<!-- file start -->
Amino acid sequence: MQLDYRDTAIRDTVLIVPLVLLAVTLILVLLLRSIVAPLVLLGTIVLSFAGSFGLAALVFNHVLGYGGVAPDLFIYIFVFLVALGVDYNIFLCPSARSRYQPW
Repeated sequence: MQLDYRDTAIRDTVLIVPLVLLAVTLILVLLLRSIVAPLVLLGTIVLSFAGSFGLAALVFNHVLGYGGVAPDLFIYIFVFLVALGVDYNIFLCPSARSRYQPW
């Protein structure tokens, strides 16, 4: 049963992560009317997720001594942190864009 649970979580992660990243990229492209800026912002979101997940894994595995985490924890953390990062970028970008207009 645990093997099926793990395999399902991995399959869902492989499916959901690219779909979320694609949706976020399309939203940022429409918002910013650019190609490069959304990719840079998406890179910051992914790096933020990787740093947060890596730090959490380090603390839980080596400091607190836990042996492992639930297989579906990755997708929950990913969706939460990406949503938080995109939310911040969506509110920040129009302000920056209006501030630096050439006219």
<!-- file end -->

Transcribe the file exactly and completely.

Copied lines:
Amino acid sequence: MQLDYRDTAIRDTVLIVPLVLLAVTLILVLLLRSIVAPLVLLGTIVLSFAGSFGLAALVFNHVLGYGGVAPDLFIYIFVFLVALGVDYNIFLCPSARSRYQPW
Repeated sequence: MQLDYRDTAIRDTVLIVPLVLLAVTLILVLLLRSIVAPLVLLGTIVLSFAGSFGLAALVFNHVLGYGGVAPDLFIYIFVFLVALGVDYNIFLCPSARSRYQPW
């Protein structure tokens, strides 16, 4: 049963992560009317997720001594942190864009 649970979580992660990243990229492209800026912002979101997940894994595995985490924890953390990062970028970008207009 645990093997099926793990395999399902991995399959869902492989499916959901690219779909979320694609949706976020399309939203940022429409918002910013650019190609490069959304990719840079998406890179910051992914790096933020990787740093947060890596730090959490380090603390839980080596400091607190836990042996492992639930297989579906990755997708929950990913969706939460990406949503938080995109939310911040969506509110920040129009302000920056209006501030630096050439006219």